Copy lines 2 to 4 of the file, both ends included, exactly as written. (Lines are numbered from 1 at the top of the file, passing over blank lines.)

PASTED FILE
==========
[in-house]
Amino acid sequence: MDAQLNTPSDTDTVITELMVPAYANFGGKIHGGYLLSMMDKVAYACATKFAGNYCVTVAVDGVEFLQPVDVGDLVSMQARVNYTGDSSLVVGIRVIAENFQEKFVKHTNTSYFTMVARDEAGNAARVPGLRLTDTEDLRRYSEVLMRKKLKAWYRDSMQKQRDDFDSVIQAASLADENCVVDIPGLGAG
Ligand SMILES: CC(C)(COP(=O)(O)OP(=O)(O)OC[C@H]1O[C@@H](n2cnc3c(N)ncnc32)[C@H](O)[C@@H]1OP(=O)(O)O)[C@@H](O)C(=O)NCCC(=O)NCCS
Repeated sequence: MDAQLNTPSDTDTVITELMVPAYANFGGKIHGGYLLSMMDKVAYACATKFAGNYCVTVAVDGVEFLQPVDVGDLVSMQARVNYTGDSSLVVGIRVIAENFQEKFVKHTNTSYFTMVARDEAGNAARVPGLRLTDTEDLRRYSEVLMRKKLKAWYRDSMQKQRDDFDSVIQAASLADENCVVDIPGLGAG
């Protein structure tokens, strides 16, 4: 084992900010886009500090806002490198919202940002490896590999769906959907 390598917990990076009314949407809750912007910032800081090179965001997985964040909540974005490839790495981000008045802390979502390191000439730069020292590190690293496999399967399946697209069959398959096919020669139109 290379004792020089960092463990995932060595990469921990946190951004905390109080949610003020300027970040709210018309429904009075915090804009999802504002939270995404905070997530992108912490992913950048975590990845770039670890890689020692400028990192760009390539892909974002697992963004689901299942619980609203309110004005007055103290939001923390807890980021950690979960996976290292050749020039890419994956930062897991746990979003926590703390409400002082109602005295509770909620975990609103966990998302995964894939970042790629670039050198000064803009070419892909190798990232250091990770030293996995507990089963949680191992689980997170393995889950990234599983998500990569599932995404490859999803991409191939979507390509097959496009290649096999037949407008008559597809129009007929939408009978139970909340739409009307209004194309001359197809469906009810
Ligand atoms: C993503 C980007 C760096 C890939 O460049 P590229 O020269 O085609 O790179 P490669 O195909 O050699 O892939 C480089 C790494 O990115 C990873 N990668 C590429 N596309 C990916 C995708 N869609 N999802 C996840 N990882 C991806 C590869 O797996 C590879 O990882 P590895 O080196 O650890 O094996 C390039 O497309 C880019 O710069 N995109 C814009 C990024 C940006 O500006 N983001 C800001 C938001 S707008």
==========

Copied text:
Amino acid sequence: MDAQLNTPSDTDTVITELMVPAYANFGGKIHGGYLLSMMDKVAYACATKFAGNYCVTVAVDGVEFLQPVDVGDLVSMQARVNYTGDSSLVVGIRVIAENFQEKFVKHTNTSYFTMVARDEAGNAARVPGLRLTDTEDLRRYSEVLMRKKLKAWYRDSMQKQRDDFDSVIQAASLADENCVVDIPGLGAG
Ligand SMILES: CC(C)(COP(=O)(O)OP(=O)(O)OC[C@H]1O[C@@H](n2cnc3c(N)ncnc32)[C@H](O)[C@@H]1OP(=O)(O)O)[C@@H](O)C(=O)NCCC(=O)NCCS
Repeated sequence: MDAQLNTPSDTDTVITELMVPAYANFGGKIHGGYLLSMMDKVAYACATKFAGNYCVTVAVDGVEFLQPVDVGDLVSMQARVNYTGDSSLVVGIRVIAENFQEKFVKHTNTSYFTMVARDEAGNAARVPGLRLTDTEDLRRYSEVLMRKKLKAWYRDSMQKQRDDFDSVIQAASLADENCVVDIPGLGAG